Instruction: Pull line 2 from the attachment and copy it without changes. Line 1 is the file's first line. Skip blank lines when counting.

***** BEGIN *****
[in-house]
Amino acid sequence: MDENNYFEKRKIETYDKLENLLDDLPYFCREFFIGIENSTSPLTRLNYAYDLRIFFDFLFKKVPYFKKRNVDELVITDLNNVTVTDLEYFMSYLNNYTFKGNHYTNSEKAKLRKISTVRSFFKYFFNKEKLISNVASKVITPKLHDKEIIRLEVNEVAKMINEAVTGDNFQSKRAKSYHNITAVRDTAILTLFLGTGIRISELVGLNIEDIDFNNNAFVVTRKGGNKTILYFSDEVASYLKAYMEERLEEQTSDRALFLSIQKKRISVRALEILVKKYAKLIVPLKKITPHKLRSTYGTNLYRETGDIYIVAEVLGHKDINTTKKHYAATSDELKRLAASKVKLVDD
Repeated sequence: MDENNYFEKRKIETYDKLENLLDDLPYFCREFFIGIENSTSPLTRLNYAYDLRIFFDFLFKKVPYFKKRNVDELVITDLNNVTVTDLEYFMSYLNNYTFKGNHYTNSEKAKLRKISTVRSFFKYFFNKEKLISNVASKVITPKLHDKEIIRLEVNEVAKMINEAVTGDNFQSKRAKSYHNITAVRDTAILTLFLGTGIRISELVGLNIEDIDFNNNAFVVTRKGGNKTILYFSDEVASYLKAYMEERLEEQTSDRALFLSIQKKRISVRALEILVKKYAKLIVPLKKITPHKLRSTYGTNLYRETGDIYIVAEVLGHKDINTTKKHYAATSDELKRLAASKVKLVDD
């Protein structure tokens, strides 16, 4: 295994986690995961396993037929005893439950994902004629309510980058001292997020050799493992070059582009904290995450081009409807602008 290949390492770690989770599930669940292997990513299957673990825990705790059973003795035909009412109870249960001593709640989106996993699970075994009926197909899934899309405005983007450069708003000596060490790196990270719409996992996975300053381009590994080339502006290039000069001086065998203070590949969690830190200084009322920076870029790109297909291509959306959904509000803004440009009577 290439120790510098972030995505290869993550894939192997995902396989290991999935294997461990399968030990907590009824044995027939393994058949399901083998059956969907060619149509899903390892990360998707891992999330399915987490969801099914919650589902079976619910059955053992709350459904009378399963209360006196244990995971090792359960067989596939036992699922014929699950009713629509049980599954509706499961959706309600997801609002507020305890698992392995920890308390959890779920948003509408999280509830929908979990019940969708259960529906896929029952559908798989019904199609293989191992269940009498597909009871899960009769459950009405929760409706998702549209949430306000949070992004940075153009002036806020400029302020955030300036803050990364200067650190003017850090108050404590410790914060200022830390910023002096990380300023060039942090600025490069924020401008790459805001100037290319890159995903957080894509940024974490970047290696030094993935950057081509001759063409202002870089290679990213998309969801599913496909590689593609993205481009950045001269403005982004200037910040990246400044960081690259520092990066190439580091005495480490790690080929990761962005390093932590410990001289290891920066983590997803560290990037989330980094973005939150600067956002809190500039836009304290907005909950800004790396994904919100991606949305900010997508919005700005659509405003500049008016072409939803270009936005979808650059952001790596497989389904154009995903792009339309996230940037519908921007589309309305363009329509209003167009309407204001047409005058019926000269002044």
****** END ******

Amino acid sequence: MDENNYFEKRKIETYDKLENLLDDLPYFCREFFIGIENSTSPLTRLNYAYDLRIFFDFLFKKVPYFKKRNVDELVITDLNNVTVTDLEYFMSYLNNYTFKGNHYTNSEKAKLRKISTVRSFFKYFFNKEKLISNVASKVITPKLHDKEIIRLEVNEVAKMINEAVTGDNFQSKRAKSYHNITAVRDTAILTLFLGTGIRISELVGLNIEDIDFNNNAFVVTRKGGNKTILYFSDEVASYLKAYMEERLEEQTSDRALFLSIQKKRISVRALEILVKKYAKLIVPLKKITPHKLRSTYGTNLYRETGDIYIVAEVLGHKDINTTKKHYAATSDELKRLAASKVKLVDD